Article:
Understanding 'Jellies'

Jul 7, 2015

  There may be a lot of beached jellyfish on the sand along the coast these days, but that’s just an indicator of a productive year for these strange and ancient creatures.


  Two common types of jellyfish often found along the North Coast are the Moon jellies (above, right) and the valella valella, which has a sort of "sail" that can catch the breeze on the surface of the sea to propel it. But if it happens to catch on onshore wind, it may end up stranded on a beach.

The California King Tide Project

Jan 19, 2015
Jeff Poskanzer

  The highest tides of the winter are rolling up on the Pacific Coast today, and the California King Tides Project is watching them with an eye toward the future.

There will be another, slightly lower series of King tides next month, on Feb. 17th  & 18th.  Information about uploading pictures to the California King Tides Project is posted on their website. There's a further explanation of the project in the video below.

Scouring the Seas for Plastic

Dec 18, 2014
Carolynn Box, Five Gyres

Carolynn Box is a Sonoma County native and 1996 Analy High School grad who has spent much of the past four years at sea, trawling the Pacific and Atlantic Oceans for plastic particles with the activist non-profit, Five Gyres. And finding them virtually everywhere.

 It has been suggested that specially outfitted ships could scoop up plastic particles from the gyres and recycle them. But having seen the scale of the problem first-hand, Carolynn Box is skeptical.

Banning Microbeads

Dec 4, 2014

  The California legislature came within a single vote, earlier this year, of passing a bill to prohibit the use of tiny plastic microbeads in cosmetic products sold in the state. Backers of the measure are vowing to try again next year. KRCB’s science reporter Danielle Venton examines why they are a problem.

Counting California's White Shark Population

Aug 18, 2014

  How many white sharks are swimming in California’s coastal waters? A new survey debunks an earlier claim that the marine predators’ numbers are declining, and that the species as a whole is endangered.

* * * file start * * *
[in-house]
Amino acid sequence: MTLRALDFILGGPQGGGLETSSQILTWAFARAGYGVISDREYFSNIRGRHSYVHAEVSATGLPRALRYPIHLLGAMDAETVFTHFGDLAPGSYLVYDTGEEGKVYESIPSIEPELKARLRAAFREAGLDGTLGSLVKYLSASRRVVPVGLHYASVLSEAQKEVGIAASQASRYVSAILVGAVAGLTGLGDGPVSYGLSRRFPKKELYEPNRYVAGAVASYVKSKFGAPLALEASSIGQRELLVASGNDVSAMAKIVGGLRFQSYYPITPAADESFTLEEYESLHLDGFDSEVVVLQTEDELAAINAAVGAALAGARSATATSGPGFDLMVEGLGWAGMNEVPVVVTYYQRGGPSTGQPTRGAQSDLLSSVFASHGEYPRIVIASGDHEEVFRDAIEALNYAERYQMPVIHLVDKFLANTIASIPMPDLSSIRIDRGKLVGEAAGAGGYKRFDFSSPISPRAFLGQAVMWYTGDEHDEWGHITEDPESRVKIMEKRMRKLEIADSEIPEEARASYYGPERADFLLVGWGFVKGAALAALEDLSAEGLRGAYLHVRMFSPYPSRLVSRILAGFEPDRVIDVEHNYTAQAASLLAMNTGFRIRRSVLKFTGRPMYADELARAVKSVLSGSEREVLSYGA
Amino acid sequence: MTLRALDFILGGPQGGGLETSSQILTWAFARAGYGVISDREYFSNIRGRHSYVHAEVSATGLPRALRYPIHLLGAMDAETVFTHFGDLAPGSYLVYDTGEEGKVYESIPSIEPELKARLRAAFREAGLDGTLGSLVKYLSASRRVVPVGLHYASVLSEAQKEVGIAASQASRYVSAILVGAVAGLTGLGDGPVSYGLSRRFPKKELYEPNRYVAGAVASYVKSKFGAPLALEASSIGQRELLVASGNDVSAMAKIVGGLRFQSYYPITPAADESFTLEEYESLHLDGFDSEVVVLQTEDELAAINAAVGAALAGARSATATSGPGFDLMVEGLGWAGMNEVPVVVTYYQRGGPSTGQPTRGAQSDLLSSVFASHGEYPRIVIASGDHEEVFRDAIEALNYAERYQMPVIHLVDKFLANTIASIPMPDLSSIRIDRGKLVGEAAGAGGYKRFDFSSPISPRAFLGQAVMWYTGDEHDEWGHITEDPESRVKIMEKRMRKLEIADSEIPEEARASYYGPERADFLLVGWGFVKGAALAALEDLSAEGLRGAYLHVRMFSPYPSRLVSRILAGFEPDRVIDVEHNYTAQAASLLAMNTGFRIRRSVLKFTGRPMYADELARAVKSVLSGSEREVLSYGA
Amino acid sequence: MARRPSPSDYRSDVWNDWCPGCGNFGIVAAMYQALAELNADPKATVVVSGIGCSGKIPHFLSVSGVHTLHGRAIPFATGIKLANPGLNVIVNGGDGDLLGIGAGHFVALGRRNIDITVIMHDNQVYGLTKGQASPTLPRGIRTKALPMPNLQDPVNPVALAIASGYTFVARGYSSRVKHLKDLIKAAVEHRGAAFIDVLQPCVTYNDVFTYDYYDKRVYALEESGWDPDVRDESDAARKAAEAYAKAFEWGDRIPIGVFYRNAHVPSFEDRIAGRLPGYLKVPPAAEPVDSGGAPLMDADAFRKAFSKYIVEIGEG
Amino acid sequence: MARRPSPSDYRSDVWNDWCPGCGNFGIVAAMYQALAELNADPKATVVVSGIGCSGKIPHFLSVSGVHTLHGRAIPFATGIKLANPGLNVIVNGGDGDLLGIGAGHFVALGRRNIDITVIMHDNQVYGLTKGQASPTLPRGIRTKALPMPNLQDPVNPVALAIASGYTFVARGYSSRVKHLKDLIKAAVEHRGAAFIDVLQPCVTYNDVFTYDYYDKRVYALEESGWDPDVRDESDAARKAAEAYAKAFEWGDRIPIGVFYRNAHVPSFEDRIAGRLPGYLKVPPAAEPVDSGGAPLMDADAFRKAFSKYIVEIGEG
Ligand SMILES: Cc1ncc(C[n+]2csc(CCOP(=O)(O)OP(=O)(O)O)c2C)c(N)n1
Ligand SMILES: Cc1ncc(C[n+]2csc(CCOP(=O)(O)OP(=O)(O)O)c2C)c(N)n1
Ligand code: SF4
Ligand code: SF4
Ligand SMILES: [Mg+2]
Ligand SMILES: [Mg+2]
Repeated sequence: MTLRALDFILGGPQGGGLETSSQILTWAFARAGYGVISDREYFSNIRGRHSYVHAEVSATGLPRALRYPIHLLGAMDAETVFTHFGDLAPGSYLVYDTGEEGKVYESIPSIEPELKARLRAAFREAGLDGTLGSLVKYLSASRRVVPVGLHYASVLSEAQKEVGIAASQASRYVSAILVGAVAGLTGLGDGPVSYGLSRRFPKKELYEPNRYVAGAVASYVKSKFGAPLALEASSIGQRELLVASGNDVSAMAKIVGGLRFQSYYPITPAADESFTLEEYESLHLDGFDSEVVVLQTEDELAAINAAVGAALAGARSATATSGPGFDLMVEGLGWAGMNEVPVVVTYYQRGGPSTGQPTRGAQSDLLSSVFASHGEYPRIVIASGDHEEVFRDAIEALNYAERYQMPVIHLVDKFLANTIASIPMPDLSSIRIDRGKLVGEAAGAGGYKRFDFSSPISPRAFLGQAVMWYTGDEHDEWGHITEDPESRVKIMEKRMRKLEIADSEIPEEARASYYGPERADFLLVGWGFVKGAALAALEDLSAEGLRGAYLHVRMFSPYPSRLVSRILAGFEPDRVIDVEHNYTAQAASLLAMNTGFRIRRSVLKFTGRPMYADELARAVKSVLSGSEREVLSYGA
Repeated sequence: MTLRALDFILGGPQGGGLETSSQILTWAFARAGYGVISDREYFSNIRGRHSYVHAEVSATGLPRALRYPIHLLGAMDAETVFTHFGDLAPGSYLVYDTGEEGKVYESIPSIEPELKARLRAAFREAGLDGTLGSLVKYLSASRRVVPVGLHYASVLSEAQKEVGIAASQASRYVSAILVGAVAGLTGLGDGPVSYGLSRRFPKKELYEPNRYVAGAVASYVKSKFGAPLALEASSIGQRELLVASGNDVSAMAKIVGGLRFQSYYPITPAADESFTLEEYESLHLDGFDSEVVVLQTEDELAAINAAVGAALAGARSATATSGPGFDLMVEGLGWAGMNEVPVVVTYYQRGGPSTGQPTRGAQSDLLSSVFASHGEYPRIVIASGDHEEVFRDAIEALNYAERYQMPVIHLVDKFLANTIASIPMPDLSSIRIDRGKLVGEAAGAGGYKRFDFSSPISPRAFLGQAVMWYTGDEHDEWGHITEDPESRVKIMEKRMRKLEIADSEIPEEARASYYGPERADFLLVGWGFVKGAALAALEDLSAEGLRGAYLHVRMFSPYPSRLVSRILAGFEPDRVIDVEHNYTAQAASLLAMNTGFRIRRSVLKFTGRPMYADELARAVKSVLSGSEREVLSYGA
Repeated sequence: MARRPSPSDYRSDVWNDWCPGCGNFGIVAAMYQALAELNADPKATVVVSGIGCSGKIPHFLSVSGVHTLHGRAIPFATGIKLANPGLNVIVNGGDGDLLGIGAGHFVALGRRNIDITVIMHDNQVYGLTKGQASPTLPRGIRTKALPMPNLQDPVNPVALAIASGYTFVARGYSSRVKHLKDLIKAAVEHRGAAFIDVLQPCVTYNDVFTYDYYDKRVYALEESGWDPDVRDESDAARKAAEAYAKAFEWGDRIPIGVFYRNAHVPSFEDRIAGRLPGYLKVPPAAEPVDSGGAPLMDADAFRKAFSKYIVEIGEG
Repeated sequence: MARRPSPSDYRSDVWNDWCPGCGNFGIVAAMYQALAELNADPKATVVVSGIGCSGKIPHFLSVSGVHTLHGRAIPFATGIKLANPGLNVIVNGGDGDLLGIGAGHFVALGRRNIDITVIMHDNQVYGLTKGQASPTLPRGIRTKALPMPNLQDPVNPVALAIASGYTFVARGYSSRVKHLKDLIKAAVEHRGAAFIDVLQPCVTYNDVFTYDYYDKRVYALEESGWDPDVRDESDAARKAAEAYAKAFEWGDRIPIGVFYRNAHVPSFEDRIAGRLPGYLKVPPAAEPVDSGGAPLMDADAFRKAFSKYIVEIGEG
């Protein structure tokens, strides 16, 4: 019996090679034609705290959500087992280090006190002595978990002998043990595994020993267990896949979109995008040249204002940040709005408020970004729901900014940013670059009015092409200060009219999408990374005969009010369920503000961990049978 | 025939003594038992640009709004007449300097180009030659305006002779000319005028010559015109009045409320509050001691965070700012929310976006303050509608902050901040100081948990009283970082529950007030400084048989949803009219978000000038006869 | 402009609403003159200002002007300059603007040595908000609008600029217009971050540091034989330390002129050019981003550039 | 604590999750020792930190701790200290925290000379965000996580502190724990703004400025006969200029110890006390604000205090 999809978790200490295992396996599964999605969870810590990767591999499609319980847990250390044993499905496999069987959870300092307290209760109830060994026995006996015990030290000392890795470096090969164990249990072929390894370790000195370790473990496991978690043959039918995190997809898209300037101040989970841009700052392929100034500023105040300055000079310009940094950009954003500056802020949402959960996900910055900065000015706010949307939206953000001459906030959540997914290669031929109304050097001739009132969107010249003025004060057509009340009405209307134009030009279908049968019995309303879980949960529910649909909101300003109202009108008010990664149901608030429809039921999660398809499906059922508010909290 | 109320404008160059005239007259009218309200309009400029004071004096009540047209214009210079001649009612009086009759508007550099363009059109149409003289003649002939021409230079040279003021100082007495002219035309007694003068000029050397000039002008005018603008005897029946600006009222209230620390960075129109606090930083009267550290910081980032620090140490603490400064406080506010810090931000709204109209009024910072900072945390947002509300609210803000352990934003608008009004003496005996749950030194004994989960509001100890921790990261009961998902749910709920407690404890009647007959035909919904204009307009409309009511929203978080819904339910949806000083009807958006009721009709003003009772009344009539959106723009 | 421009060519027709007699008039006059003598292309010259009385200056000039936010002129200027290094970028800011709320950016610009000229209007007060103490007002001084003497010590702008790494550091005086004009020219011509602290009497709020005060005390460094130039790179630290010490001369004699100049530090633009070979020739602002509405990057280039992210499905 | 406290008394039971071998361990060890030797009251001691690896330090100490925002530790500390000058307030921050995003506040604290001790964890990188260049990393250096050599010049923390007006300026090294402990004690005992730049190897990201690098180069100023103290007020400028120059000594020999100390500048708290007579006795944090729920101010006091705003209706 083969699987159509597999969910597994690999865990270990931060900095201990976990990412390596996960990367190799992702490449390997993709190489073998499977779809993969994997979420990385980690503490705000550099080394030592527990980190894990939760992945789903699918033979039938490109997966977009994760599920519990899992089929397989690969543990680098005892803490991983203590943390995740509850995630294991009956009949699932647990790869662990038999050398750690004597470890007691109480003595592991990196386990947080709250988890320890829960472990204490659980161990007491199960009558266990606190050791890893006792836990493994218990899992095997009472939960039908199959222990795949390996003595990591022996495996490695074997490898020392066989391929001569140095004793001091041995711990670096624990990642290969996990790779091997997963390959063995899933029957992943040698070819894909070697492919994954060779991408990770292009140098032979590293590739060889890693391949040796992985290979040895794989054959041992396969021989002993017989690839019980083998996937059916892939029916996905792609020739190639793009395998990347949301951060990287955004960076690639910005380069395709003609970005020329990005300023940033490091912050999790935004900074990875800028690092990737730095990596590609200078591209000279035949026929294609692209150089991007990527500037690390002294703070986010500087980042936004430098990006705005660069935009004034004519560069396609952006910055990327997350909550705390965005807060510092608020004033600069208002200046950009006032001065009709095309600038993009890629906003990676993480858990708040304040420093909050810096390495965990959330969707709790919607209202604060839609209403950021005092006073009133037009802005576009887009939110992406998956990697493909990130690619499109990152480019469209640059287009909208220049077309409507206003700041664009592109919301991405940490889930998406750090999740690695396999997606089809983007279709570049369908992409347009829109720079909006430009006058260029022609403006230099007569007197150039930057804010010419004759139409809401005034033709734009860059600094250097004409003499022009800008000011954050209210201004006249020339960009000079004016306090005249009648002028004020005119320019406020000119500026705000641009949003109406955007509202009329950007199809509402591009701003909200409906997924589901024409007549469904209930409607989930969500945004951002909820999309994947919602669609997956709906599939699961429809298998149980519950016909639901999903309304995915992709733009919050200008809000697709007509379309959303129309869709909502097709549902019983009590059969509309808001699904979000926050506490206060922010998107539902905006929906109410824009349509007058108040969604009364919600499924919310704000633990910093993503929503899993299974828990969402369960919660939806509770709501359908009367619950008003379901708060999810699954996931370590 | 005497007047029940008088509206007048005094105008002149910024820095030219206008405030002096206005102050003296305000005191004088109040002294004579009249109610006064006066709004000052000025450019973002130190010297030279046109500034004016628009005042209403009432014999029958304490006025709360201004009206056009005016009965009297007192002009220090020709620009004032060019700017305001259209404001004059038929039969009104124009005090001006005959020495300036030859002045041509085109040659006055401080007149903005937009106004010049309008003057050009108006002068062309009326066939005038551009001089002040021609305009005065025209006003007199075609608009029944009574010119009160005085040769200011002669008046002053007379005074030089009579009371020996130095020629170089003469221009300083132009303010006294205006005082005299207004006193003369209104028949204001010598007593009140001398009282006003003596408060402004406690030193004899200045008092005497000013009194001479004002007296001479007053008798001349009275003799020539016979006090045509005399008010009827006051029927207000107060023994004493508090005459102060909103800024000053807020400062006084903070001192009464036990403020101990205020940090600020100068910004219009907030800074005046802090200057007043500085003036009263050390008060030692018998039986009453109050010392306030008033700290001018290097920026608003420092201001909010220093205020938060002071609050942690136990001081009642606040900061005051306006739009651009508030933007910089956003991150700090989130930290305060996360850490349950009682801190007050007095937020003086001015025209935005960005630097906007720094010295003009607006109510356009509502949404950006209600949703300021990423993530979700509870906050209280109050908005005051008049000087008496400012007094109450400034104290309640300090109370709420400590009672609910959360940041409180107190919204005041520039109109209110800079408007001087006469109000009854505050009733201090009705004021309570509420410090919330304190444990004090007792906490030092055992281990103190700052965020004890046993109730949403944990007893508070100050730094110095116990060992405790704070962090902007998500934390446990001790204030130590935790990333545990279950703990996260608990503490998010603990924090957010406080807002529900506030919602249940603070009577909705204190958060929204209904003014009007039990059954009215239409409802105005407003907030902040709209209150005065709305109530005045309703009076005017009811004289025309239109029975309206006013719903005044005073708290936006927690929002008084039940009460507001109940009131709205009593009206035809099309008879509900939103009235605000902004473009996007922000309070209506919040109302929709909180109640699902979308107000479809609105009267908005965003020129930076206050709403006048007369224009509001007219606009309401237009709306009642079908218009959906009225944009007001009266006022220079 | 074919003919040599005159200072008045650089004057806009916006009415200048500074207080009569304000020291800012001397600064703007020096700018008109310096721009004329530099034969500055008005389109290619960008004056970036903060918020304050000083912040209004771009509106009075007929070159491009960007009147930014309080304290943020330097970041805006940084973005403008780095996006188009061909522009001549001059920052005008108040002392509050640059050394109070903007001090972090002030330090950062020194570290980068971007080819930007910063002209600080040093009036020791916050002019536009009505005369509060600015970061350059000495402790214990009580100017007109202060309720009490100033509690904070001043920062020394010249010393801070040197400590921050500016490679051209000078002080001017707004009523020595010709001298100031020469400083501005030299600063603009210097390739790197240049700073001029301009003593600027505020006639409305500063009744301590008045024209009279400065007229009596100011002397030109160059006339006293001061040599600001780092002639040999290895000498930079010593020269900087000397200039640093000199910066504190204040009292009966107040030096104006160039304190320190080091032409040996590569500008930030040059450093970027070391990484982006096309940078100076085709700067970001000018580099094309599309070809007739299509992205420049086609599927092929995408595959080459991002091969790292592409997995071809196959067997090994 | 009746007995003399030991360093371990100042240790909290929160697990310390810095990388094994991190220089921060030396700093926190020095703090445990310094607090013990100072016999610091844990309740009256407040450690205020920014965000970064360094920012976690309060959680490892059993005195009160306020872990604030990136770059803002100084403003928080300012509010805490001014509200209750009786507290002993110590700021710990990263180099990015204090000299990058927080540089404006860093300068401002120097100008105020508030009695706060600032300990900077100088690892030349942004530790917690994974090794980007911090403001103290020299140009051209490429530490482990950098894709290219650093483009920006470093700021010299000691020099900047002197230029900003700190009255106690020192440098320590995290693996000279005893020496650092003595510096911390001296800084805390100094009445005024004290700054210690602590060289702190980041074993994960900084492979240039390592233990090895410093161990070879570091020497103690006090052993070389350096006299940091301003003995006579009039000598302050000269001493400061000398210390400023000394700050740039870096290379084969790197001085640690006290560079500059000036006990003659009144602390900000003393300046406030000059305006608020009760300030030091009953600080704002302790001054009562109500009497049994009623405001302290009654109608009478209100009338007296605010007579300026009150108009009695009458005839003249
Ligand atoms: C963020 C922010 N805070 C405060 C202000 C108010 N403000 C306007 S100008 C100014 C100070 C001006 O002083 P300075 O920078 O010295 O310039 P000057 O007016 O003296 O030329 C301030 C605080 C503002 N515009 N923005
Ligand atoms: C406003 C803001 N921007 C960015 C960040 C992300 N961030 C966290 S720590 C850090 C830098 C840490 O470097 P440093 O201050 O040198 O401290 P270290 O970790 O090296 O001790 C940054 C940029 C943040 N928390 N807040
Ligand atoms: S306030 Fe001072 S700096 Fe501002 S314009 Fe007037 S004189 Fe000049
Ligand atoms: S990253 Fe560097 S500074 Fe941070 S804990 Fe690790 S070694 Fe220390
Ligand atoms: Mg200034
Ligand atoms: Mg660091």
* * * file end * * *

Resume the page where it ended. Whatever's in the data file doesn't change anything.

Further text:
Sharks are generally solitary creatures, says George Burgess, but they can be found in sizable groups at locations where their preferred food sources are abundant.

The Sonoma and Marin coast is dotted with such “aggregation” sites for the Whites, Burgess adds, such as Goat Rock Beach near Jenner, and around the mouth of Tomales Bay.

Expanding Protections on the Sonoma Coast

Jun 16, 2014
Ocean Foundation

  For years, even decades, there has been an ongoing effort to permanently protect the Sonoma Coast from oil drilling. That’s close to being finalized now, with a last round of public hearings on the North Coast this week. Today’s Exchange has details for you.

The Ocean Foundation's guide to the expansion plans and the hearings can be downloaded here.

New local site to monitor ocean radioactivity

Jun 2, 2014

Radioactive contamination from the Fukushima Daiichi nuclear disaster is slowly making its way across the Pacific Ocean. Ken Buesseler, research scientist at Woods Hole Oceanographic Institution, is determined to keep an eye on it.  On Sunday morning, June 1, a group of volunteers gathered at Bodega Head to inaugurate a new sampling site that will be maintained with the help of Santa Rosa Junior College Students.  

Brook Haven Students Aim for Zero Waste

Apr 11, 2014

  All this week, students at a Sebastopol elementary school have been seeing how close they can get to generating zero waste. It’s part of a program sponsored by the National Oceanic and Atmospheric Administration, with a big emphasis on cutting down the use of plastics. We hear today from the teacher who’s been guiding that effort.

Although many other schools observed Zero Waste Week last month, the actions students are encouraged to take remain the same:

A Scaled Back Salmon Season in 2014?

Feb 26, 2014

  Last summer, North Coast salmon fishermen enjoyed their best year since the catch began to decline in 2005. The coming season, however, is projected to be somewhat smaller again.

Citizen Help Sought to Reduce Ship Strikes

Dec 5, 2013
NOAA Marine Fisheries Service.

It's dangerous out there. Heavy cargo traffic poses a deadly threat to whales. Now, the government, through the National Oceanic and Atmospheric Association is harnessing mobile technology and citizen involvement to help protect whales from fatal ship strikes. 

NOAA and the United States Coast Guard are testing Spotter Pro, an application to collect real-time data about whale location. 

Sea Star Wasting Disease Hits the West Coast

Nov 21, 2013
Danielle Venton/KRCB

From as far north as Alaska, and as far south as Orange County, sea stars are disappearing, decomposing in a matter of hours as they suffer from a mysterious illness known as 'sea star wasting disease.'